Question by onrust | last reply
I have a 3D model that I would like to have printed so I can use it as a cast for a pewter mold. It is a simple pin that I designed in 3DSMax.. Would the cast have to be metal, or is there some plastic/poly that would take the heat of molten pewter? I don't want to have to pay a jeweler to do this, I already have the model in 3D, it seems like it should be easy to print a cast so I can make them myself..
Topic by 3DPiper | last reply
Question by anastasiakariotou | last reply
Hi, we own a collection of the former seals on the West Side Highway, which are made of cast iron. Over the past 2 weeks or so, we're noticed they've begun to decay. Does anyone have any suggestions for how to save, as it would be a shame to let apiece of history go to ruin. Any advice greatly appreciated. They are shown here: http://www.smpub.com/ubb/images/09/nycseals.html
Question by ksterrblanc | last reply
My 6 year old broke his arm on friday night, they can't do a fiberglass cast until tomorrow. I was thinking what if I prewired an ultra bright LED and ask them to wrap it into the cast with just the led poking out. I was thinking I could decorate his cast to look like Buzz Lightyear's arm with a "laser". The wire could come out the top that I could connect a battery pack to so he can turn it on and off. Is this a good idea or not too smart? I'm trying to think of ways to make my son feel a little better about having a cast for 8 weeks.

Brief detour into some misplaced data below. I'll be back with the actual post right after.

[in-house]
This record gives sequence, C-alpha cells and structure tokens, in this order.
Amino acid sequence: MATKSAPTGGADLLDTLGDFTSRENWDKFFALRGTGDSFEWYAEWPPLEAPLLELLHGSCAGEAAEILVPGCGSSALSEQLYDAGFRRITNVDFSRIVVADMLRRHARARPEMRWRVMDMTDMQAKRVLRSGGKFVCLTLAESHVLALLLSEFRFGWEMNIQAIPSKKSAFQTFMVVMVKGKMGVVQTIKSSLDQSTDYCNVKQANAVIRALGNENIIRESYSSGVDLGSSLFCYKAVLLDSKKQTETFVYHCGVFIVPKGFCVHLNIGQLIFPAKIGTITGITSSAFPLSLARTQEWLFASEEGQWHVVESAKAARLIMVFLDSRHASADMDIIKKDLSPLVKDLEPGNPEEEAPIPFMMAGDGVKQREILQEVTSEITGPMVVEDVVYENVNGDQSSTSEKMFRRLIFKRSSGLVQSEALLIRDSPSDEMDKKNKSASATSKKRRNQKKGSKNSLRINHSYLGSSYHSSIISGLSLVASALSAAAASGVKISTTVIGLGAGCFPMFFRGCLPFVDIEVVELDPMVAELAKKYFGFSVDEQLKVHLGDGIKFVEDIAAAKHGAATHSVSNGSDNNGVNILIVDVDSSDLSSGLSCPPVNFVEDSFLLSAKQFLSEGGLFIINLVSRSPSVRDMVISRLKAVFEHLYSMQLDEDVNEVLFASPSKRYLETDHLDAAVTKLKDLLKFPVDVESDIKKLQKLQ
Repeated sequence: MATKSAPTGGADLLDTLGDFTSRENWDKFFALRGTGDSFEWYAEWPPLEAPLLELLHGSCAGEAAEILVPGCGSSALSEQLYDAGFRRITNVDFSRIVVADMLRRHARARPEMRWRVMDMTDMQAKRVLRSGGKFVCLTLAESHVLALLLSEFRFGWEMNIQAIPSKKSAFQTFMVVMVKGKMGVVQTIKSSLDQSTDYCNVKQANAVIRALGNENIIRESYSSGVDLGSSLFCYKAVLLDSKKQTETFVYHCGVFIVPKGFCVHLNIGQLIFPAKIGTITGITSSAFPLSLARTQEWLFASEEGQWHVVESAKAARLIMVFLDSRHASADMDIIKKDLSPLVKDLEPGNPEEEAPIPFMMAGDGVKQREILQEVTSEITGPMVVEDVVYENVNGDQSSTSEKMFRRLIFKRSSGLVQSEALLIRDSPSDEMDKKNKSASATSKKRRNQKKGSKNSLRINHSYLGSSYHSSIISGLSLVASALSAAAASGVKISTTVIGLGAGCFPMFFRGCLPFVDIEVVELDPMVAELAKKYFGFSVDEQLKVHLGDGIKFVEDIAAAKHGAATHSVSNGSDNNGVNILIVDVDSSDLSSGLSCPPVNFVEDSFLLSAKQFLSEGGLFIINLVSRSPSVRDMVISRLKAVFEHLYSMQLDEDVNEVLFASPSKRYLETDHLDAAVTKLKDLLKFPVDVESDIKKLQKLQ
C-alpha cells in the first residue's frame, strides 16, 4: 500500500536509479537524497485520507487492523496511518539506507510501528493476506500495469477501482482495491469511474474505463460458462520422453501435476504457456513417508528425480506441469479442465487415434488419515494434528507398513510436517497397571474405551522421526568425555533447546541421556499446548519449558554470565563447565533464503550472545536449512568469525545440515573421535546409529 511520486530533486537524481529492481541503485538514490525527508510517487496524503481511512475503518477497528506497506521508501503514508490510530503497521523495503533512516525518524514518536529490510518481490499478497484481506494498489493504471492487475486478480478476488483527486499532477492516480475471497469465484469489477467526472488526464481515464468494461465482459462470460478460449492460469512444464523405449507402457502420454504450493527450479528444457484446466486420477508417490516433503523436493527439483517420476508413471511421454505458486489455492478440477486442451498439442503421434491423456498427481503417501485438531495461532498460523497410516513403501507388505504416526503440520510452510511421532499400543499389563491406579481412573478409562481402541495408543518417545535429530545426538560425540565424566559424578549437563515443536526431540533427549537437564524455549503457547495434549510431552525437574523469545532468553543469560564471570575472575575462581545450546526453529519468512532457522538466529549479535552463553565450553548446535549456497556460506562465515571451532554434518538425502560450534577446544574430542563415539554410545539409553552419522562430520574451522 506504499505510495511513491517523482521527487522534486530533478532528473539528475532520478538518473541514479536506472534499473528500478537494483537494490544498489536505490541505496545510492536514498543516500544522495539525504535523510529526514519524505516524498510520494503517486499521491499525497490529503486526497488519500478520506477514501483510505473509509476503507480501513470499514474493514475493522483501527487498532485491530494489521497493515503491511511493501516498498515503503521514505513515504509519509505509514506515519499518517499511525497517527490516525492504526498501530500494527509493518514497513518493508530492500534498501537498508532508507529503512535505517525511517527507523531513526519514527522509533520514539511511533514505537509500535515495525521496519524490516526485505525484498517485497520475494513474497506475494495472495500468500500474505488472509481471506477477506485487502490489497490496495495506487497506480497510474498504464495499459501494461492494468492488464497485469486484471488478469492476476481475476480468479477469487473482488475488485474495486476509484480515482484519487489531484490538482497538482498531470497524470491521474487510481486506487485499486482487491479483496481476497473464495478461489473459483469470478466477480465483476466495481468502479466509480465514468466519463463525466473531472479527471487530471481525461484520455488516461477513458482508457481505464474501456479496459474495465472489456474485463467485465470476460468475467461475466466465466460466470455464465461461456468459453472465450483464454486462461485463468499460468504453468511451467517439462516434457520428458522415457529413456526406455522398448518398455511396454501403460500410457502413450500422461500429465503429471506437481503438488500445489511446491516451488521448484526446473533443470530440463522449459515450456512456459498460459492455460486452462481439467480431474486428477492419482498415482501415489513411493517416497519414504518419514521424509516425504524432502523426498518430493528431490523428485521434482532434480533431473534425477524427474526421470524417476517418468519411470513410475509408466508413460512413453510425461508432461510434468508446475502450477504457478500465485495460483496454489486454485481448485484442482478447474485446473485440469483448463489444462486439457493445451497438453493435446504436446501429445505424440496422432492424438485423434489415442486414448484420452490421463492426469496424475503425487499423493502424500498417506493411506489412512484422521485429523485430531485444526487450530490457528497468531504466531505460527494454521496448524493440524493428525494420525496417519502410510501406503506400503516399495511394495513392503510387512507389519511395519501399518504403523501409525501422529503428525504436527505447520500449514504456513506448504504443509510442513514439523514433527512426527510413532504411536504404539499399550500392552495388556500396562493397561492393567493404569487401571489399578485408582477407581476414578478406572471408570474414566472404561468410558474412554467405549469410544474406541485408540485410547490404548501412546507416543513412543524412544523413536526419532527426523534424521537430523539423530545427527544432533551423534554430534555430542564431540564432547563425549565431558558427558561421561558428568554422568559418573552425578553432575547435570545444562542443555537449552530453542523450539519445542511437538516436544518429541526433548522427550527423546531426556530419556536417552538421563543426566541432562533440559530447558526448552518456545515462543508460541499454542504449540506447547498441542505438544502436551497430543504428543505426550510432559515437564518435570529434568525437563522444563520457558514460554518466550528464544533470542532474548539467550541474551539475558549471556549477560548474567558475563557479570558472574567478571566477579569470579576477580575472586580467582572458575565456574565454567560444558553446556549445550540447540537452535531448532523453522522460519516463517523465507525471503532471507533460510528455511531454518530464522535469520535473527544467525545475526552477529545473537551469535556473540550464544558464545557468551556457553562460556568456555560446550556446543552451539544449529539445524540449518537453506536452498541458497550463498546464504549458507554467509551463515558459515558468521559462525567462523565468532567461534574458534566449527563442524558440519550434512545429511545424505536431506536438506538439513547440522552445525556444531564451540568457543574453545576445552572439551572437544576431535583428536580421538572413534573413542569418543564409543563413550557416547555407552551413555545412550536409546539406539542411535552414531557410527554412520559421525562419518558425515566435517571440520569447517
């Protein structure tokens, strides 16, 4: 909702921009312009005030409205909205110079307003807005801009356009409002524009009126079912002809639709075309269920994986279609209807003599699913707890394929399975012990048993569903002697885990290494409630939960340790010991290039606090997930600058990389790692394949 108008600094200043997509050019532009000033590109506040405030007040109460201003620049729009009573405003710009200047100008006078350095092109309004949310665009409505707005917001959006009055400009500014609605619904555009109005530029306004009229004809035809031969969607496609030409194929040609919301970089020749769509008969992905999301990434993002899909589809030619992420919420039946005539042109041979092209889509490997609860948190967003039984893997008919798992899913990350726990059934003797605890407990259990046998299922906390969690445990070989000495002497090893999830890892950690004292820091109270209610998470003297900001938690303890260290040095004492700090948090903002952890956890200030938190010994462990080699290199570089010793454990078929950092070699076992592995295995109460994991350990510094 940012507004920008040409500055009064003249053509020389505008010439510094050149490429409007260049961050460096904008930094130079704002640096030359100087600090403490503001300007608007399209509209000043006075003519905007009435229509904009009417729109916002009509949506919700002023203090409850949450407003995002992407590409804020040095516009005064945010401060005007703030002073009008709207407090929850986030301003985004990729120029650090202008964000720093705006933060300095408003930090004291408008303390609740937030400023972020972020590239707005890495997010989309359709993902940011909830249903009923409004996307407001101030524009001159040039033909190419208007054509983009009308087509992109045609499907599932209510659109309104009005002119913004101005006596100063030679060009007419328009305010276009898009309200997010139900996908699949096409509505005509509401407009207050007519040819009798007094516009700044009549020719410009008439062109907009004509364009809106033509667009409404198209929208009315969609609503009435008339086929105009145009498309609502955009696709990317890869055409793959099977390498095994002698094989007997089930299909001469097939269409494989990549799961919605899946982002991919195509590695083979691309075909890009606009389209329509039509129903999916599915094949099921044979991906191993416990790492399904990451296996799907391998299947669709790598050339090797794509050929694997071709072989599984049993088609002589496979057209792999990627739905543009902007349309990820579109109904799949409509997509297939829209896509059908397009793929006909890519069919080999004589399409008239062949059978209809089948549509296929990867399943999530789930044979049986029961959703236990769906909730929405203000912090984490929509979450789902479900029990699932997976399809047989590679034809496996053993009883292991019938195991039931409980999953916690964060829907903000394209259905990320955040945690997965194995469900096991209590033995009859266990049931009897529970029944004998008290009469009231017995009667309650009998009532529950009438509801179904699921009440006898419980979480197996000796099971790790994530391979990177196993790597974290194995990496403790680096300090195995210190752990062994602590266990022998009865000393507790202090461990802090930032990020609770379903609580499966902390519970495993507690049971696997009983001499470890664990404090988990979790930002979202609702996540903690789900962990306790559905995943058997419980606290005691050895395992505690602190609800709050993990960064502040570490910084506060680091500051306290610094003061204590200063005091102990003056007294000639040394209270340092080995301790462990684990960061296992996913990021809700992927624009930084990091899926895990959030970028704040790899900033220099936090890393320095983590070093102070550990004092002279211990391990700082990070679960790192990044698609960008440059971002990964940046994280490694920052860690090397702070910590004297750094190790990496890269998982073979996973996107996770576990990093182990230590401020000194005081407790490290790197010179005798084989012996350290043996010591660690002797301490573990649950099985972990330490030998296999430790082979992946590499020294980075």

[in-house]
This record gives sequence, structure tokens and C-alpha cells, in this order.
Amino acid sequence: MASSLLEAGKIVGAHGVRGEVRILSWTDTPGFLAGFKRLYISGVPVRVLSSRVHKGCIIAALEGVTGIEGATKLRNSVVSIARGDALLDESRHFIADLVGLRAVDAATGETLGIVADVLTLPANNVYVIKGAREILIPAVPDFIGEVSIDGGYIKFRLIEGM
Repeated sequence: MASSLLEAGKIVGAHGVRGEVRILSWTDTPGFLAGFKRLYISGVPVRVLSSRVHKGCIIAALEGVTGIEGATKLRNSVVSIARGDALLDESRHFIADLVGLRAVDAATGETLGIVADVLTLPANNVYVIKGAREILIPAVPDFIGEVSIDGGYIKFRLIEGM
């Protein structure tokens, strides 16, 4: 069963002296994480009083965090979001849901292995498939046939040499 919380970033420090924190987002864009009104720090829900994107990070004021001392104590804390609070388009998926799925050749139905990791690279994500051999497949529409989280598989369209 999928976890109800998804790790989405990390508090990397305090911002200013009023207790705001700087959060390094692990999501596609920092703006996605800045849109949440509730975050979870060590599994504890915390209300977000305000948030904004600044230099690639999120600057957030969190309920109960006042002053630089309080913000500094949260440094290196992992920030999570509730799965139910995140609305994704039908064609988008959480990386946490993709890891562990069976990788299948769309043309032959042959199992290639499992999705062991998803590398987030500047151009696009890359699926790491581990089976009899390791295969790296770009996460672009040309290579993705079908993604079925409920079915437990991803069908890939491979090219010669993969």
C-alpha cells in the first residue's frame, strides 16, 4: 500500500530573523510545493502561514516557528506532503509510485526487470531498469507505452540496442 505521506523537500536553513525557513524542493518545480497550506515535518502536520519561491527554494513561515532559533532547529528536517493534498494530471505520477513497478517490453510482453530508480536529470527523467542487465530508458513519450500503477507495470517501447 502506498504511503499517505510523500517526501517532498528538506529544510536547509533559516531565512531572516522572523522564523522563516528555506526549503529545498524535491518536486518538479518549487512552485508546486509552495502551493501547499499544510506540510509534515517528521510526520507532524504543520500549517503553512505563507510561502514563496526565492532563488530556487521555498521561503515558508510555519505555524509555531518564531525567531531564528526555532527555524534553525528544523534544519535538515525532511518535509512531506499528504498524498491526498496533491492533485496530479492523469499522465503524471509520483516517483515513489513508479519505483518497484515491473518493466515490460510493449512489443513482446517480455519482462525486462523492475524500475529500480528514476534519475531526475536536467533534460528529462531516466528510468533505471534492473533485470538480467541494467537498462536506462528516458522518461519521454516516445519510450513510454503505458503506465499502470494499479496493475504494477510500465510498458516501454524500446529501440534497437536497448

Topic by tonythemediaguy | last reply
The radiator is an old fashion steam radiator that can't be removed from the room. It is made of cast iron.
I wish to create a life statue/mannequin for my final art project, i had the initial idea of using a manneqin torso and then creating legs/arm/head etc, anyone have any better ideas ? cheers
Question by setha123 | last reply
My kiln is on the fritz, I need to cast a piece but I don't have time to wait for the new kiln to arrive. Does anybody know of any UK companies to whom I can send a carved wax piece and have it cast in precious metal? Thanks in advance.
Question by alexhalford | last reply
Hello, Does anyone know of a clear casting resin that when cured is also machinable? I have an idea for a project that involves encasing objects in resin and then using power tools, milling machines, lathes, etc. to partially expose the object by cutting though it and the casting. Any thoughts on what resin to use and where it can be purchased? Thanks!